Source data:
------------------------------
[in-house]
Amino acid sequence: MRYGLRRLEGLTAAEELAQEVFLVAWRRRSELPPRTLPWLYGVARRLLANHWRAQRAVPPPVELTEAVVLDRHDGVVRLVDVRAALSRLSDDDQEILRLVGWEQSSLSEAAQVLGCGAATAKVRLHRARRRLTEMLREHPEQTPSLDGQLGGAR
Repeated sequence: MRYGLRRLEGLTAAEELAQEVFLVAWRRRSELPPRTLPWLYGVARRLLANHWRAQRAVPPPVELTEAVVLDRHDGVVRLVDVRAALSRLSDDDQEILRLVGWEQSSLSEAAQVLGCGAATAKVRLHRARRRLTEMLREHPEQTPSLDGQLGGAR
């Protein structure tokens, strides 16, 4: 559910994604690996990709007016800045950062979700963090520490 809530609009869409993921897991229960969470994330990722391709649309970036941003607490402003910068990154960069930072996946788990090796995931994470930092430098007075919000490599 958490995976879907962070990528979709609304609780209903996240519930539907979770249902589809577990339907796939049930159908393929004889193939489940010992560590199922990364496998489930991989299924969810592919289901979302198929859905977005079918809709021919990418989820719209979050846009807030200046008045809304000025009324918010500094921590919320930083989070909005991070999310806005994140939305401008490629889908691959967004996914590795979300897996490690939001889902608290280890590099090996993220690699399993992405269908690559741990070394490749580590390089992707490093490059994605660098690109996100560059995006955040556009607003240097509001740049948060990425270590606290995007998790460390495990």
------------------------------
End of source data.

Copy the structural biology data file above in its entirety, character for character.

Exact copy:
[in-house]
Amino acid sequence: MRYGLRRLEGLTAAEELAQEVFLVAWRRRSELPPRTLPWLYGVARRLLANHWRAQRAVPPPVELTEAVVLDRHDGVVRLVDVRAALSRLSDDDQEILRLVGWEQSSLSEAAQVLGCGAATAKVRLHRARRRLTEMLREHPEQTPSLDGQLGGAR
Repeated sequence: MRYGLRRLEGLTAAEELAQEVFLVAWRRRSELPPRTLPWLYGVARRLLANHWRAQRAVPPPVELTEAVVLDRHDGVVRLVDVRAALSRLSDDDQEILRLVGWEQSSLSEAAQVLGCGAATAKVRLHRARRRLTEMLREHPEQTPSLDGQLGGAR
């Protein structure tokens, strides 16, 4: 559910994604690996990709007016800045950062979700963090520490 809530609009869409993921897991229960969470994330990722391709649309970036941003607490402003910068990154960069930072996946788990090796995931994470930092430098007075919000490599 958490995976879907962070990528979709609304609780209903996240519930539907979770249902589809577990339907796939049930159908393929004889193939489940010992560590199922990364496998489930991989299924969810592919289901979302198929859905977005079918809709021919990418989820719209979050846009807030200046008045809304000025009324918010500094921590919320930083989070909005991070999310806005994140939305401008490629889908691959967004996914590795979300897996490690939001889902608290280890590099090996993220690699399993992405269908690559741990070394490749580590390089992707490093490059994605660098690109996100560059995006955040556009607003240097509001740049948060990425270590606290995007998790460390495990």